Staff Sgt. Stephanie Csornok broadcasts Tuesday during Readiness Radio.

Staff Sgt. Stephanie Csornok broadcasts Tuesday during Readiness Radio. (Jennifer H. Svan / S&S)

MISAWA AIR BASE, Japan — Country followed by rap. Barry Manilow and Weird Al Yankovic.

It’s a free-for-all at American Forces Network’s “The Edge” radio station here this week, with all-request radio 24 hours a day.

There is a trade-off, however: Disc jockeys will play callers’ favorite music — as long as the lyrics meet common decency standards — but they’re also dishing out command information every time they pick up the mike.

It’s called Readiness Radio, a unique radio format that comes to life when the 35th Fighter Wing conducts its quarterly exercises or in the event of a real-life crisis.

“The intent is to deliver targeted command information to the wing that is in sync with their contingency needs,” said Master Sgt. Ron Przysucha, AFN Misawa detachment chief.

This week’s contingency, scheduled to end Friday, is staged. It’s an Initial Response Readiness Exercise, or IRRE, testing airmen’s ability to quickly deploy to a fictional location. All 15 military members on the Edge radio staff work 12-hour shifts, taking turns as DJs and producing commercials and announcements exclusively geared toward the ongoing exercise.

“If the commissary is having a case lot sale, we probably won’t mention it,” Przysucha said. “We try to stay in character.”

DJs, in a studio draped with camouflage netting, talk about living wills, immunizations, self-aid buddy care, what to pack in a mobility bag, paying off bills before a deployment and other topics on which airmen may be tested during an IRRE. Their material comes straight from the Airman’s Manual, reinforcing information airmen should know but may not remember or have to time to read.

The broadcasters try to keep listeners interested by giving away prizes for requesting songs, correctly answering readiness trivia or spicing up dry topics with some humor.

“Ladies, having your man stolen from you does not count,” said Staff Sgt. Stephanie Csornok, the detachment’s noncommissioned officer in charge of radio, while explaining the definition of “deadly force” over the airwaves Tuesday.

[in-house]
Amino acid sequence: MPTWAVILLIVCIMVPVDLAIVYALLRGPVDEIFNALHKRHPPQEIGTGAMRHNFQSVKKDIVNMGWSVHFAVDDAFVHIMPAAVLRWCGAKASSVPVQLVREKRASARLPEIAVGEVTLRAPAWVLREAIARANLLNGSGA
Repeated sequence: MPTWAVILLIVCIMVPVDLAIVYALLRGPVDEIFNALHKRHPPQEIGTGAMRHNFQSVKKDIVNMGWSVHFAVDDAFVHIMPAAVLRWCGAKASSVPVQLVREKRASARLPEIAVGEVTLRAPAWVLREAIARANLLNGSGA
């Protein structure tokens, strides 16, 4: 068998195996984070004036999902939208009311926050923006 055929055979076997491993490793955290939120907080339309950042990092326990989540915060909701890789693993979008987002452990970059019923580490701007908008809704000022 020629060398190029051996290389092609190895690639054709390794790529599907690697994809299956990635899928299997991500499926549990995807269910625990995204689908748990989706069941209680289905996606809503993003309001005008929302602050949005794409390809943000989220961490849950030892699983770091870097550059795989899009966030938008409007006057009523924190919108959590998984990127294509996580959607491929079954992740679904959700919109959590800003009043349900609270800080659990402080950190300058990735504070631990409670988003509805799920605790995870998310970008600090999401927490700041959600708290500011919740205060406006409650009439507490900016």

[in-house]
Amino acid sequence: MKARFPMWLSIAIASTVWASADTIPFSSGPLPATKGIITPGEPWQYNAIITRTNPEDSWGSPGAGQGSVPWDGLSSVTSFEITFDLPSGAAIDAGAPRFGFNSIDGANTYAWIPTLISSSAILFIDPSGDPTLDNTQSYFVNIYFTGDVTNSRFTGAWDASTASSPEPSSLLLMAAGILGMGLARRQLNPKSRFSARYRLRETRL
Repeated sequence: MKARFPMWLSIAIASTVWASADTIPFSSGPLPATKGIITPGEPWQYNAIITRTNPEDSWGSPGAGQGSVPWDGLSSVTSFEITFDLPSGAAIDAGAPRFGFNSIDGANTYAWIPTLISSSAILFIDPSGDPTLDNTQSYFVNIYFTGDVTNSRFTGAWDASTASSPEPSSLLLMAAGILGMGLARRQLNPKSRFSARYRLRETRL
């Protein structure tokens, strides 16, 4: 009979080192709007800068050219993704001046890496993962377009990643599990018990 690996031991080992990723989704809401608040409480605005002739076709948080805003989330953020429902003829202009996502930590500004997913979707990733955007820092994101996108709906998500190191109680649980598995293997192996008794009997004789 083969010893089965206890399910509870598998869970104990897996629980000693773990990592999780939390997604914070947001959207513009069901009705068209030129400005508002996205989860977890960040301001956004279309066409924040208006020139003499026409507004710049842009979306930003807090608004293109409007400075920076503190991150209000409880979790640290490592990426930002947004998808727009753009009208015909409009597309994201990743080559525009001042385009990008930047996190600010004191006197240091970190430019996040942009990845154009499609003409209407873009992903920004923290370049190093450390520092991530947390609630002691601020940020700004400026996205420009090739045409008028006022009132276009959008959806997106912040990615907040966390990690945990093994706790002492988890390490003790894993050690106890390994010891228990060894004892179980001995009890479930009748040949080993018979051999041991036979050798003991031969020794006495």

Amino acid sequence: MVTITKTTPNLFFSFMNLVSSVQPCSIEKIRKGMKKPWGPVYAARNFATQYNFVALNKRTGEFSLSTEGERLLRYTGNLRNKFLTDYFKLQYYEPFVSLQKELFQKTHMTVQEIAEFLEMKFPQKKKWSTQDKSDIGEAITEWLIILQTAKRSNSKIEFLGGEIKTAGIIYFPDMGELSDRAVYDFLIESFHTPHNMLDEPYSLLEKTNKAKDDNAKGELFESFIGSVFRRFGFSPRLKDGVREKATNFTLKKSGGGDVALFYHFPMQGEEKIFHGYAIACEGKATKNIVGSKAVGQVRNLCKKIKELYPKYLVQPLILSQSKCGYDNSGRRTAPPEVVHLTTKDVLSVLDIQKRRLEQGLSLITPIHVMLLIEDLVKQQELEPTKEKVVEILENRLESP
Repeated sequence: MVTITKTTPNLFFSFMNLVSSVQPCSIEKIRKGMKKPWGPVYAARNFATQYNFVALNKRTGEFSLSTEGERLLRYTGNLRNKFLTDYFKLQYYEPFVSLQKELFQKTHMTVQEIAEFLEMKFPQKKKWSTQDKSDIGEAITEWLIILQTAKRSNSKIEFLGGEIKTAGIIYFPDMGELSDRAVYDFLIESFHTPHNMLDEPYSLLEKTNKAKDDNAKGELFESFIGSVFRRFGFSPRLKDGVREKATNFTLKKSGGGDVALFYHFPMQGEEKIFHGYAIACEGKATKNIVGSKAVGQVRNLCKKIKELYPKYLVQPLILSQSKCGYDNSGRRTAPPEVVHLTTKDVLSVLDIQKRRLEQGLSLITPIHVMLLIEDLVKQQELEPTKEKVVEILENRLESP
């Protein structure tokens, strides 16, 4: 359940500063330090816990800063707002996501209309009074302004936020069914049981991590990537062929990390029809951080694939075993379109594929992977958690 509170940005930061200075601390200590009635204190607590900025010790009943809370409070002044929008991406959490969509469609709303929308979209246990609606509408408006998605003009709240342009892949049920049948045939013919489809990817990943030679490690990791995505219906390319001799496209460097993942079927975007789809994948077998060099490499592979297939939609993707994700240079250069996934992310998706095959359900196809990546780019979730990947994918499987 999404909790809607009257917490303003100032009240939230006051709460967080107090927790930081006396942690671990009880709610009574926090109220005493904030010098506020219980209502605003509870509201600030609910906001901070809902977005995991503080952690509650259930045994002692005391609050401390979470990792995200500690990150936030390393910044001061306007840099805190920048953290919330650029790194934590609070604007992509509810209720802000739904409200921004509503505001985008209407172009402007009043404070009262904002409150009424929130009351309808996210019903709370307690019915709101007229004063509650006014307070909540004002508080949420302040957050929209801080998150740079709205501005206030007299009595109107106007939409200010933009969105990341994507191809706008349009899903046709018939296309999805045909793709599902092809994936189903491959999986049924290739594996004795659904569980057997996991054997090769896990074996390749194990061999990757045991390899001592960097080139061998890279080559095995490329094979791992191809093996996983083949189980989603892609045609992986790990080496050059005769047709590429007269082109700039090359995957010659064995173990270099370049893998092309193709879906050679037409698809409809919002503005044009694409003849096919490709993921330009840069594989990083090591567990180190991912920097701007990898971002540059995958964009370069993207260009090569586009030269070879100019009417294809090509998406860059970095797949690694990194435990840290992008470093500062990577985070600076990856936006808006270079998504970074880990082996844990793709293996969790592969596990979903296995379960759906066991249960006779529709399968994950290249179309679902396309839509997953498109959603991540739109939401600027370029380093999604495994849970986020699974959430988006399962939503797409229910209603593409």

The Readiness Radio concept is unique to Pacific Air Forces, if not the Air Force, officials say.

“I’ve done nine bases overseas in 22 years of service, and I have not seen (American Forces Radio and Television Service) do this anywhere I’ve been,” said Misawa spokesman Capt. John Haynes. “In addition to getting the word out, they encourage people to call in, to get involved, to be a part of what’s going out over the air.”

The service, he said, is especially helpful for airmen working in isolated locations or shifts during the exercise, who might otherwise be bored.

Przysucha brought Readiness Radio to Misawa about a year ago. Outside the purview of the wing, AFN is not required to take part in wing exercises, Przysucha said. But Przysucha, a veteran broadcaster with stints in Afghanistan, Bosnia and Iraq, has seen firsthand the vital role AFN can play during contingencies.

“It’s absolutely what keeps people alive downrange,” he said. “There are so many hazards out there, so many things that can hurt you, that if you don’t know about it, you will become a casualty. It’s information you need to keep safe.”

Readiness Radio not only trains military journalists for deployment, but it also contributes to the wing mission during an exercise, Przysucha added.

“I’ve been in a war-time situation, and this is a lot of the same stuff we talk about,” said Csornok, referring to her 2001 stint in Bosnia.

On a lighter note, Csornok reminded Edge radio listeners that the station has 45,000 songs in its library.

“We have played everything from Barry Manilow to Weird Al Yankovic — we don’t care,” she said.

Przysucha, who’s staffing the airwaves from 2 a.m. to 4 a.m. this week, said the phones at certain hours ring nonstop for requests.

“I did two hours this morning and I didn’t have to pick one song,” he said.

Not all phone calls, however, are to request a song.

“‘Is the exercise over yet?’ That’s probably our most common question,” Przysucha said.

author picture
Jennifer reports on the U.S. military from Kaiserslautern, Germany, where she writes about the Air Force, Army and DODEA schools. She’s had previous assignments for Stars and Stripes in Japan, reporting from Yokota and Misawa air bases. Before Stripes, she worked for daily newspapers in Wyoming and Colorado. She’s a graduate of the College of William and Mary in Virginia.

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